Now this is not the easy part, it is the ‘call to action’, the real identification you are asking of others to value and invest into your business model, to identify with it.

The tighter the story, the faster you get feedback and identification

This narrative needs to be a really compact synopsis, the real kernel of your business model, it forms the basis for the narrative and why your story is valuable to the one listening.

Irrespective your business narrative need to spark action

It is the story that makes the sense of your business model. It conveys its value, its sense of mission, your personal visions, it offers the place where you communicate and connect the business model with the listener.

By talking about it you are generating and testing a market-making narrative, to hone your thinking, to win over others to your solutions and ideas. You are testing your business model in the real world.

Your story narrative will be significantly tested and will change I am sure.

Target Market Your Big IdeaEach step or new iteration is a ‘smart’ step forward, if it builds and learns from the last one. It becomes more and more compelling until it resonates and translates into a new, valuable business.

Your business model is closer to filling a real market need from this consistent telling of your evolving story. The business narrative is essential to your thinking.

That sheer consulting muscle hopefully delivering global momentum

Pushing the world uphillHas consulting changed over the years? Certainly the business model behind them has, big time. I really do wonder where it is all going inside the business organization. Consulting has become a huge business dealing with our global and local organizations and governments.

Just take a peek around the board room doors, just who are all those strange faces, bulging muscles, huddled in meetings with the boss? Ready to take on the world.

Following on from my recent post on “the value of the visiting consultative fireman” this further post explores the external reliance on the consultant our organizations have become accustomed too. It got a little long, my apologies for that.

‘We’ seemingly can’t live without consultants.

Cant live without you 1They are now competing constantly for those semi-permanent, year-in, year-out relationships with companies willing enough to pay millions of annual fees for help and advice.

It is all about the repeating the consulting / client engagement across the entire business in as many different ways as possible.

Consultants are necessary or so it seems for any big decision in our global business organizations as the employment of consultants helps ‘sit behind’ the recommendations made, the often billions about to be spent, for them to validate, investigate, recommend and then rubber stamp your decision. Who will fire you for bringing in a respected global brand like McKinsey, a few perhaps but not many?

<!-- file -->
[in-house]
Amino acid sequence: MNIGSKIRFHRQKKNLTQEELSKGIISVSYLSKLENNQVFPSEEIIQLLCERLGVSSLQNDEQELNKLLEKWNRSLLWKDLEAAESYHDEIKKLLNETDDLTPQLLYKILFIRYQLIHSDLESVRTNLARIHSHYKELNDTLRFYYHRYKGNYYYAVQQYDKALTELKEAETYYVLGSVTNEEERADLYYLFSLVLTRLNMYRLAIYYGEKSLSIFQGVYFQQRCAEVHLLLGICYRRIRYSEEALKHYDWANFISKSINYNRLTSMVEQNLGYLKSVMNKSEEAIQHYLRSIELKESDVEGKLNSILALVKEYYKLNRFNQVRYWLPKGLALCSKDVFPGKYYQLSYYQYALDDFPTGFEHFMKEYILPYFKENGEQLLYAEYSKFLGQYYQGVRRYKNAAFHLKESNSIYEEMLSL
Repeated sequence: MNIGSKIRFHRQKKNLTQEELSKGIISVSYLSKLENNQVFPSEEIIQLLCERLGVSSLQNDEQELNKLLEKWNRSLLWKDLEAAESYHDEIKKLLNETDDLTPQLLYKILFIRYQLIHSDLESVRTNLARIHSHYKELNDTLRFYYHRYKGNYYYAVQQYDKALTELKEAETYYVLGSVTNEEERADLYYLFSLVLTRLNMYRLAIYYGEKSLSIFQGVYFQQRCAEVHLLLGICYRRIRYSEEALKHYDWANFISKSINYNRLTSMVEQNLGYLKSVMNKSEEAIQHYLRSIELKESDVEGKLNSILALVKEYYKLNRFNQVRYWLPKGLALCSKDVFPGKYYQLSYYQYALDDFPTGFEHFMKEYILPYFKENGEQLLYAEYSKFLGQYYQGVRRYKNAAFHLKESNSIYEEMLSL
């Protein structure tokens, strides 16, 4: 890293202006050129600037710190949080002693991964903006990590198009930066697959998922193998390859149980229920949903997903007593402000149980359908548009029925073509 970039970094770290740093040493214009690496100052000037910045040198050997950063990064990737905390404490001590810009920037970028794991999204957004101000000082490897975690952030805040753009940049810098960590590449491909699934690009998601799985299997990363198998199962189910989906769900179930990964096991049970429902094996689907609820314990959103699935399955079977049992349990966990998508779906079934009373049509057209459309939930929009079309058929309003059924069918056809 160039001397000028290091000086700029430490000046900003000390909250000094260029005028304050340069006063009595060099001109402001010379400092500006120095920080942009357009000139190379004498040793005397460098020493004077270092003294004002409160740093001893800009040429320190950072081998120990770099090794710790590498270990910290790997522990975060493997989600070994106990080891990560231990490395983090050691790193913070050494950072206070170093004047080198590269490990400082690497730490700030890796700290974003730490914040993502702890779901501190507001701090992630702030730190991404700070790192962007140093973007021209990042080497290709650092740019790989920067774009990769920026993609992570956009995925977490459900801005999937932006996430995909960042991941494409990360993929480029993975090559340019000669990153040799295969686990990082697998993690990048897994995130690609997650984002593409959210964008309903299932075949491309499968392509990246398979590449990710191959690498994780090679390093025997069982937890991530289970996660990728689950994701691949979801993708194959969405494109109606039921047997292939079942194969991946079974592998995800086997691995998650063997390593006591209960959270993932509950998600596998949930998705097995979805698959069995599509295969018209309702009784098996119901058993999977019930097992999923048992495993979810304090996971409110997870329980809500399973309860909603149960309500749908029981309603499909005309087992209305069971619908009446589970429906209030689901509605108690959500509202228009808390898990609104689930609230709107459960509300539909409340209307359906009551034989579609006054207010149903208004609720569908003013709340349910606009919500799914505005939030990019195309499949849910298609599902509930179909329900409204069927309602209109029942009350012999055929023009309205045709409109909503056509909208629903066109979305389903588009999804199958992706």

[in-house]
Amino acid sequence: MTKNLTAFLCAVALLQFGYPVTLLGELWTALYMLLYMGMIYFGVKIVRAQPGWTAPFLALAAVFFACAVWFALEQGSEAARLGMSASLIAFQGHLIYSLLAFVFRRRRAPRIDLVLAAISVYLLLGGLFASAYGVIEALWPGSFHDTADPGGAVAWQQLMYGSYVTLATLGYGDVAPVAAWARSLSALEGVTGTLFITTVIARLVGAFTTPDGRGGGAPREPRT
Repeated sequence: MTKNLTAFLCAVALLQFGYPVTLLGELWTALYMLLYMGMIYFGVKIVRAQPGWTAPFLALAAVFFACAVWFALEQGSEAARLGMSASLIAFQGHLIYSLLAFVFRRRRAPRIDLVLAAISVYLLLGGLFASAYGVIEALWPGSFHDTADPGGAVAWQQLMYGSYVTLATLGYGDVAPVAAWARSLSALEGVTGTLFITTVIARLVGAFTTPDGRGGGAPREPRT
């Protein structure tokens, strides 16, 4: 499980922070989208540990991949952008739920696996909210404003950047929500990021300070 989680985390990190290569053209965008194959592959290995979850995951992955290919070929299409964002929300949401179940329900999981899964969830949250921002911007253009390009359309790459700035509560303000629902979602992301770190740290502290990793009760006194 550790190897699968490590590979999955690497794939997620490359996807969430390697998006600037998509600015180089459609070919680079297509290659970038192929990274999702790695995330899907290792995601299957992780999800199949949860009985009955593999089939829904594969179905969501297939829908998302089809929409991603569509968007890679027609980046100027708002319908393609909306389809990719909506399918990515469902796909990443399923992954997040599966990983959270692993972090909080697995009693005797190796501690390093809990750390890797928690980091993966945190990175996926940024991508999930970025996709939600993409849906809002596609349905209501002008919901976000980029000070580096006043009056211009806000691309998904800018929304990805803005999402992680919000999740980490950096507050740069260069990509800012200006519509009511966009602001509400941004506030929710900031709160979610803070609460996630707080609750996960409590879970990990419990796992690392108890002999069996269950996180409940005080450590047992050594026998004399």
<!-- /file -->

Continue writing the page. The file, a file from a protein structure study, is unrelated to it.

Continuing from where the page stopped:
You wonder if the executive within our large corporations would be allowed to sneeze without the consultant stepping up with the handy handkerchief or latest prescribed medicine to easy his/her discomfort.

Consultants seem to underpin decisions everywhere and today are equally asked to execute on these, as the resources within our business organizations or government departments are ‘far too thin on the ground and busy just keeping what we have going”. Consultants are not just recommending the changes but being highly paid to make it happen.

Scale, scope and size are needed today to be a global consulting player

In the words of McKinsey on their website: “We strive for world-shaping client impact” where they then claim their “scale, scope and knowledge allows us to address problems that no one else can.”

They suggest “we bring out the capabilities of clients to fully participate in the process and lead the ongoing work”. Really I’m not sold on that one. At McKinsey they claim to “hire as many MDs, PhDs, MAs and JDs as MBAs” and well that just must be why business organizations fail without them isn’t it? Yawn.

The ever-growing big numbers of ‘boots on the ground’ to deliver solutions on client’s needs.

boots on the ground 1So much of McKinsey’s ability to ‘land’ work and secure ongoing work is due to McKinsey’s famous alumni network where more than 20,000 former colleagues connect with each other and with our firm.

It is a juggernaut in consulting support ‘within’ our organizations, highly interconnected into the very heart of our business organizations, to secure acceptance and validation of choice.

Of course, they still have to deliver otherwise next time it might get harder.

Today McKinsey has 17,000 employees and 9,000 of these are consultants. Others offering ‘pure’ consulting equally are sizeable organizations. BCG has 9,700 employees and 6,200 consultants, Bain & Co 6,000. A T Kerney have 3,200 with 2,300 consultants, PA Consulting with 2,150, Bearing Point with 3,350, Roland Berger with 2,700 consultants, Monitor Deliottes with 1,500 and the emergence from the combining of PwC’s consulting with Booz & Co into Strategy& with around 3,000 employees makes for a formidable array of business consultants to call upon, when in need. Let alone the countless smaller, more specialised ones below these global players.